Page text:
I think history was one of John's favorite subjects and I enjoyed seeing how his narrations improved throughout the year. The mapwork I planned wasn't too successful, especially because John isn't reading fluently. Next year, I will not plan mapwork that needs to be added to a blank map each history session. Instead, we'll leave mapwork for geography and just consult a map as needed to go along with our history reading.

Geography (3x10min/week, oral narration after each reading, plus related mapwork that I keyed to the readings)

We completed all of our geography readings, except we didn't get as far in Elementary Geography as I had planned. We will use that book along with others next year.

John seemed to love geography, if not mapwork. Paddle to the Sea was a particular favorite and it was hard for him to wait a whole week to hear more of that book. And it wasn't just the story, but the geography of the Great Lakes that captivated him. Suddenly, he was noticing the Great Lakes on every map that he saw. It was a delight to him and also helped him to begin to orient himself on world maps--something he had not really been able to do before.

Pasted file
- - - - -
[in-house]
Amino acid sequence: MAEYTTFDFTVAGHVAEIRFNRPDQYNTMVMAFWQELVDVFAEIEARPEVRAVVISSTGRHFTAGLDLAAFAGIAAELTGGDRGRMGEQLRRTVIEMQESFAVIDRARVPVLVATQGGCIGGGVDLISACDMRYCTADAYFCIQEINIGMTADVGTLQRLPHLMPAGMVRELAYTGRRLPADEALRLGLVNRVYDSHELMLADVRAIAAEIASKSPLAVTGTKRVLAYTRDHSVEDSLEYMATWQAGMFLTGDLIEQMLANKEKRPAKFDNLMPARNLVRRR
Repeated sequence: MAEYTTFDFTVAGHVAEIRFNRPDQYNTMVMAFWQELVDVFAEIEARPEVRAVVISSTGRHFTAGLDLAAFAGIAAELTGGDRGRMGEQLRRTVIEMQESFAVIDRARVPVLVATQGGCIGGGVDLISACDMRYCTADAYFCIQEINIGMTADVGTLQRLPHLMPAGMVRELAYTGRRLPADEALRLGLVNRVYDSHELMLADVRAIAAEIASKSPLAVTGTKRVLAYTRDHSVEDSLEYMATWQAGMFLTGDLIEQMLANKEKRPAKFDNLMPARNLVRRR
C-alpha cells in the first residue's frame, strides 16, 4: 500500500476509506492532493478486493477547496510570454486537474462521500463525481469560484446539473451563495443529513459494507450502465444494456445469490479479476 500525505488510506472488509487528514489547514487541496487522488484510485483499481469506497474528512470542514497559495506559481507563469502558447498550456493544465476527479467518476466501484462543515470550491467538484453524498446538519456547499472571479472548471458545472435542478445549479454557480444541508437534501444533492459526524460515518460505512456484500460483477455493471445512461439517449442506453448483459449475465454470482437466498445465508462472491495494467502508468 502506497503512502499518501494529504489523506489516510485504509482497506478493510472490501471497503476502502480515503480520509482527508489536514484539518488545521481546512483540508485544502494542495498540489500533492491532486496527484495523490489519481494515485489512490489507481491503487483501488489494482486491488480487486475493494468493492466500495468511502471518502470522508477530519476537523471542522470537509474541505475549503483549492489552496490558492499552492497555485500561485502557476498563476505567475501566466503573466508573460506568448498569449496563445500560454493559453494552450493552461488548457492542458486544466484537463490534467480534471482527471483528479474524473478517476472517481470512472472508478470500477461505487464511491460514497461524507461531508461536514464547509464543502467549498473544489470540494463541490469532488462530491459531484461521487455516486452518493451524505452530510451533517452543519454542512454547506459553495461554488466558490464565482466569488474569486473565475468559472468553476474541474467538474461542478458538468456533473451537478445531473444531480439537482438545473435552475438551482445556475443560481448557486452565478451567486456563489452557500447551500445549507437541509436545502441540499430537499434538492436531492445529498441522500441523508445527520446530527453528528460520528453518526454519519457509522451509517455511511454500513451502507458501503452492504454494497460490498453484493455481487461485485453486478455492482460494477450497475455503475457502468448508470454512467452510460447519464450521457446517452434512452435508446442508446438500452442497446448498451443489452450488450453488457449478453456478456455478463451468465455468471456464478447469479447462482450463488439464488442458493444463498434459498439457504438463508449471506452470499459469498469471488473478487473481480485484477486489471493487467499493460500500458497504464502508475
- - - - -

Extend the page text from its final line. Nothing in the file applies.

Math (5x20min/week)

Life of Fred: Elementary Series by Dr. Stanley F. Schmidt [already used by my older son, bought via Black Friday sale on Educents]

We completed the first five Life of Fred books and had started Farming before we left off for summer break. But we also mixed in lots of other types of activities like Kumon workbooks on time and money, work in Gattegno's Mathematics Textbook 1 using Cuisenaire rods, practicing addition by adding up thrown dice, solo logic games, and a few Mammoth math worksheets.

My other son is very interested and very gifted in math. For that reason, I have spent my time and energy reading and thinking deeply about how best to nurture his love and talents. John is not as wild about math as his brother, but the things I've learned about kindling an enjoyment for math apply equally well to him. To that end, I give him lots of time to wrestle with a problem if he needs it. I don't care how much we accomplish in a math lesson. We just spend the allotted time and move on. We do not drill--we play, we practice.

Sometimes John was frustrated with math. But I think it was overall a positive subject, especially when I trusted that he was doing his best.  I can't really say if he accomplished more or less than peers in public school, but I know he can work much more confidently with numbers than he could last year.

Science: Natural History, Special Studies, Nature Notebooking

Natural History (3x10min/week, oral narration after each reading)